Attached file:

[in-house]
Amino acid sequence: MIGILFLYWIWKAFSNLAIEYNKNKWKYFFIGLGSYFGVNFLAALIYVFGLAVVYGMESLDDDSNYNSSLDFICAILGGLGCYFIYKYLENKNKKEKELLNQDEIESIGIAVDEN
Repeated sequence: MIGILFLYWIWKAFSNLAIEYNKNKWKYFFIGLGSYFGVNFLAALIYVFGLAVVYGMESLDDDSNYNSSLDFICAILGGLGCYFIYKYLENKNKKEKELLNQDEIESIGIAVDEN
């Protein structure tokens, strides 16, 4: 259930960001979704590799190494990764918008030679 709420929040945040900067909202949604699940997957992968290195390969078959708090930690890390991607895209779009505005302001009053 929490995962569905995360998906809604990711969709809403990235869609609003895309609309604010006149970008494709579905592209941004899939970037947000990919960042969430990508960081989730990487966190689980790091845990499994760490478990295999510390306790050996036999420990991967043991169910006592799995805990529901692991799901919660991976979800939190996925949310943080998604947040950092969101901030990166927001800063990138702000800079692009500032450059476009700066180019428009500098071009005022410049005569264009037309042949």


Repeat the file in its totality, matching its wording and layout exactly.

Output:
[in-house]
Amino acid sequence: MIGILFLYWIWKAFSNLAIEYNKNKWKYFFIGLGSYFGVNFLAALIYVFGLAVVYGMESLDDDSNYNSSLDFICAILGGLGCYFIYKYLENKNKKEKELLNQDEIESIGIAVDEN
Repeated sequence: MIGILFLYWIWKAFSNLAIEYNKNKWKYFFIGLGSYFGVNFLAALIYVFGLAVVYGMESLDDDSNYNSSLDFICAILGGLGCYFIYKYLENKNKKEKELLNQDEIESIGIAVDEN
């Protein structure tokens, strides 16, 4: 259930960001979704590799190494990764918008030679 709420929040945040900067909202949604699940997957992968290195390969078959708090930690890390991607895209779009505005302001009053 929490995962569905995360998906809604990711969709809403990235869609609003895309609309604010006149970008494709579905592209941004899939970037947000990919960042969430990508960081989730990487966190689980790091845990499994760490478990295999510390306790050996036999420990991967043991169910006592799995805990529901692991799901919660991976979800939190996925949310943080998604947040950092969101901030990166927001800063990138702000800079692009500032450059476009700066180019428009500098071009005022410049005569264009037309042949």